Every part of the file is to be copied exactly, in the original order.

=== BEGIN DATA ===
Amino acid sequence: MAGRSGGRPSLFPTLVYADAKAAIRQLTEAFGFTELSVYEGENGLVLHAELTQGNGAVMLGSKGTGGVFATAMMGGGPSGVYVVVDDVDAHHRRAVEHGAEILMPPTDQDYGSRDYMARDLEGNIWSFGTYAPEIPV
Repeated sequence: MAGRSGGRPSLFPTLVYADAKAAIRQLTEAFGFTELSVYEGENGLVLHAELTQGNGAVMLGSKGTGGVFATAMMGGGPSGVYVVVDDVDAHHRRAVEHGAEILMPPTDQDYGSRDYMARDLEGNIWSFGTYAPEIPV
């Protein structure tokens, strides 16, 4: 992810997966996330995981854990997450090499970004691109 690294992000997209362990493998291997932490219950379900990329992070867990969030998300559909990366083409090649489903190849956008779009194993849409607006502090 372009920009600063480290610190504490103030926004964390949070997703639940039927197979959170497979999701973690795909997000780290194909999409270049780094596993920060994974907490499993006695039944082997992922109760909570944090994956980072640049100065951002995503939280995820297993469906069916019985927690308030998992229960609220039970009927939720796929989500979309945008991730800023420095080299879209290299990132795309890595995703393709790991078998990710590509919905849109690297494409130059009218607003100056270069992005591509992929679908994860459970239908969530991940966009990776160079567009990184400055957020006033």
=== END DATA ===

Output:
Amino acid sequence: MAGRSGGRPSLFPTLVYADAKAAIRQLTEAFGFTELSVYEGENGLVLHAELTQGNGAVMLGSKGTGGVFATAMMGGGPSGVYVVVDDVDAHHRRAVEHGAEILMPPTDQDYGSRDYMARDLEGNIWSFGTYAPEIPV
Repeated sequence: MAGRSGGRPSLFPTLVYADAKAAIRQLTEAFGFTELSVYEGENGLVLHAELTQGNGAVMLGSKGTGGVFATAMMGGGPSGVYVVVDDVDAHHRRAVEHGAEILMPPTDQDYGSRDYMARDLEGNIWSFGTYAPEIPV
């Protein structure tokens, strides 16, 4: 992810997966996330995981854990997450090499970004691109 690294992000997209362990493998291997932490219950379900990329992070867990969030998300559909990366083409090649489903190849956008779009194993849409607006502090 372009920009600063480290610190504490103030926004964390949070997703639940039927197979959170497979999701973690795909997000780290194909999409270049780094596993920060994974907490499993006695039944082997992922109760909570944090994956980072640049100065951002995503939280995820297993469906069916019985927690308030998992229960609220039970009927939720796929989500979309945008991730800023420095080299879209290299990132795309890595995703393709790991078998990710590509919905849109690297494409130059009218607003100056270069992005591509992929679908994860459970239908969530991940966009990776160079567009990184400055957020006033």